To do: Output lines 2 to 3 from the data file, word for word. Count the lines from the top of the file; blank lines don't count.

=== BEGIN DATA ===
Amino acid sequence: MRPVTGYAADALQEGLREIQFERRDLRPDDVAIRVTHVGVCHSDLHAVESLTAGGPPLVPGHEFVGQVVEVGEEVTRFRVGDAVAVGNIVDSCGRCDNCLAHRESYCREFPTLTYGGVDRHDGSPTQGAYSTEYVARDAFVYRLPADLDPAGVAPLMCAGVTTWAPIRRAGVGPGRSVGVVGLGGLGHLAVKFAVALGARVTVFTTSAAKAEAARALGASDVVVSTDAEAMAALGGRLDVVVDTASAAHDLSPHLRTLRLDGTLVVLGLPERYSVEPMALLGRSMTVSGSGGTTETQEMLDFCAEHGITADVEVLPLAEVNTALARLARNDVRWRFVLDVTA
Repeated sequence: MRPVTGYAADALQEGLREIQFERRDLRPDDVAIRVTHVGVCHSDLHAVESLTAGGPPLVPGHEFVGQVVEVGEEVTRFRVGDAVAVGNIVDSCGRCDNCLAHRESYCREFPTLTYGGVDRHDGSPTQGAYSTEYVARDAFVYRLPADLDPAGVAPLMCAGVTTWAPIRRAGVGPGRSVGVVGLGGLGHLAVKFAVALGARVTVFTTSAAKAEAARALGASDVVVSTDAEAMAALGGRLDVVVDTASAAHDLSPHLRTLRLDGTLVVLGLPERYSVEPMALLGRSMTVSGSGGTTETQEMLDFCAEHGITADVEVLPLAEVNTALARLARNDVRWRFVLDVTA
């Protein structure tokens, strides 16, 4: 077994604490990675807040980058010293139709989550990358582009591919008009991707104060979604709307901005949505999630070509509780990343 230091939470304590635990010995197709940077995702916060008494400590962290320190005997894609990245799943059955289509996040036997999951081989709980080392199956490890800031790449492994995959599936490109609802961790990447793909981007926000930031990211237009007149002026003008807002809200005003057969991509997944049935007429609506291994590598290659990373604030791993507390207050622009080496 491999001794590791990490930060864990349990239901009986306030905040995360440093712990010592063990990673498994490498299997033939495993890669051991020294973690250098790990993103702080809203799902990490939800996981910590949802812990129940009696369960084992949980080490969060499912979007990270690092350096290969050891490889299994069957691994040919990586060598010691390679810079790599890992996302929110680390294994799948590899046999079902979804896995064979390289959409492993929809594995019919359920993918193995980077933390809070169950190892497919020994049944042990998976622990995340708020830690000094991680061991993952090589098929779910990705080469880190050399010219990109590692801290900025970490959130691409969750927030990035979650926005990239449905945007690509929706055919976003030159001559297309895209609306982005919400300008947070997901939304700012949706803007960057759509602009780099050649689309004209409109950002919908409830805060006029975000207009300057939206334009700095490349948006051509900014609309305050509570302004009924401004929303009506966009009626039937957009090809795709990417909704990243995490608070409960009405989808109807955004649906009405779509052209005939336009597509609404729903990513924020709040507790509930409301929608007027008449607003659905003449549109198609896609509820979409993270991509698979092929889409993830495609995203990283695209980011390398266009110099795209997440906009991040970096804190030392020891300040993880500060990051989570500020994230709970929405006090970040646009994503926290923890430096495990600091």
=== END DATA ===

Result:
Repeated sequence: MRPVTGYAADALQEGLREIQFERRDLRPDDVAIRVTHVGVCHSDLHAVESLTAGGPPLVPGHEFVGQVVEVGEEVTRFRVGDAVAVGNIVDSCGRCDNCLAHRESYCREFPTLTYGGVDRHDGSPTQGAYSTEYVARDAFVYRLPADLDPAGVAPLMCAGVTTWAPIRRAGVGPGRSVGVVGLGGLGHLAVKFAVALGARVTVFTTSAAKAEAARALGASDVVVSTDAEAMAALGGRLDVVVDTASAAHDLSPHLRTLRLDGTLVVLGLPERYSVEPMALLGRSMTVSGSGGTTETQEMLDFCAEHGITADVEVLPLAEVNTALARLARNDVRWRFVLDVTA
């Protein structure tokens, strides 16, 4: 077994604490990675807040980058010293139709989550990358582009591919008009991707104060979604709307901005949505999630070509509780990343 230091939470304590635990010995197709940077995702916060008494400590962290320190005997894609990245799943059955289509996040036997999951081989709980080392199956490890800031790449492994995959599936490109609802961790990447793909981007926000930031990211237009007149002026003008807002809200005003057969991509997944049935007429609506291994590598290659990373604030791993507390207050622009080496 491999001794590791990490930060864990349990239901009986306030905040995360440093712990010592063990990673498994490498299997033939495993890669051991020294973690250098790990993103702080809203799902990490939800996981910590949802812990129940009696369960084992949980080490969060499912979007990270690092350096290969050891490889299994069957691994040919990586060598010691390679810079790599890992996302929110680390294994799948590899046999079902979804896995064979390289959409492993929809594995019919359920993918193995980077933390809070169950190892497919020994049944042990998976622990995340708020830690000094991680061991993952090589098929779910990705080469880190050399010219990109590692801290900025970490959130691409969750927030990035979650926005990239449905945007690509929706055919976003030159001559297309895209609306982005919400300008947070997901939304700012949706803007960057759509602009780099050649689309004209409109950002919908409830805060006029975000207009300057939206334009700095490349948006051509900014609309305050509570302004009924401004929303009506966009009626039937957009090809795709990417909704990243995490608070409960009405989808109807955004649906009405779509052209005939336009597509609404729903990513924020709040507790509930409301929608007027008449607003659905003449549109198609896609509820979409993270991509698979092929889409993830495609995203990283695209980011390398266009110099795209997440906009991040970096804190030392020891300040993880500060990051989570500020994230709970929405006090970040646009994503926290923890430096495990600091």